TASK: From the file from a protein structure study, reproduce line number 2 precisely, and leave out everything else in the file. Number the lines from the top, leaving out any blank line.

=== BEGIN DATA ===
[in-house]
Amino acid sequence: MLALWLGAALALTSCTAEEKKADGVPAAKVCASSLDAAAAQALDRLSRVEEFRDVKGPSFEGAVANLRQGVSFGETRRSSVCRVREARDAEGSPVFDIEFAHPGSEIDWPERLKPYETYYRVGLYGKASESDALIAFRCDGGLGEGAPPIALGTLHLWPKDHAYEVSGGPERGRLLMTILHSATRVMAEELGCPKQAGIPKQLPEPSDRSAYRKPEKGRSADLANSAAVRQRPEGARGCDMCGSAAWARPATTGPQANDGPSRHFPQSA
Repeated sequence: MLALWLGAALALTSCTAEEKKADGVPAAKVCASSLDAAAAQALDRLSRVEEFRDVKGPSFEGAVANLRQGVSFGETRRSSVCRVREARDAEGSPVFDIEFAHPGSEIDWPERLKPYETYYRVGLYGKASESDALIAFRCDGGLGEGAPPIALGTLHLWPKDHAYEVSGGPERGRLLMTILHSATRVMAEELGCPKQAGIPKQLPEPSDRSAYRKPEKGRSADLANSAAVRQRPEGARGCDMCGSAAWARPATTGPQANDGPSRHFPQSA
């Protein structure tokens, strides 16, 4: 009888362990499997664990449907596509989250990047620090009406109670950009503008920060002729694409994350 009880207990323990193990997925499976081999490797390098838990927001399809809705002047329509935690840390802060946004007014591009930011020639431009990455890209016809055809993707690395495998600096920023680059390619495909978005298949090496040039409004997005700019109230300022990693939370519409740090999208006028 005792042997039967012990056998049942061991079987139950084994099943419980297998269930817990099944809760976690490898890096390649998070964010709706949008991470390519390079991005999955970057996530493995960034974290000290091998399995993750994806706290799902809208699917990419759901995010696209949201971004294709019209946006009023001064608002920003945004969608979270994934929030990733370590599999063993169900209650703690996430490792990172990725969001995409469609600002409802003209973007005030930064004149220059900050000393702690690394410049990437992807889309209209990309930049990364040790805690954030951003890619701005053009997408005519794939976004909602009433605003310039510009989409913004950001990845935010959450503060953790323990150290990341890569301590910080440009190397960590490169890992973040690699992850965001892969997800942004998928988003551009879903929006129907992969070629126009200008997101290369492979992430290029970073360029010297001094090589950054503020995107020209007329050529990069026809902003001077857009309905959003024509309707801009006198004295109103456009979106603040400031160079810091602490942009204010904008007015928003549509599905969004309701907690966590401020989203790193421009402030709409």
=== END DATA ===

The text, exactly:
Amino acid sequence: MLALWLGAALALTSCTAEEKKADGVPAAKVCASSLDAAAAQALDRLSRVEEFRDVKGPSFEGAVANLRQGVSFGETRRSSVCRVREARDAEGSPVFDIEFAHPGSEIDWPERLKPYETYYRVGLYGKASESDALIAFRCDGGLGEGAPPIALGTLHLWPKDHAYEVSGGPERGRLLMTILHSATRVMAEELGCPKQAGIPKQLPEPSDRSAYRKPEKGRSADLANSAAVRQRPEGARGCDMCGSAAWARPATTGPQANDGPSRHFPQSA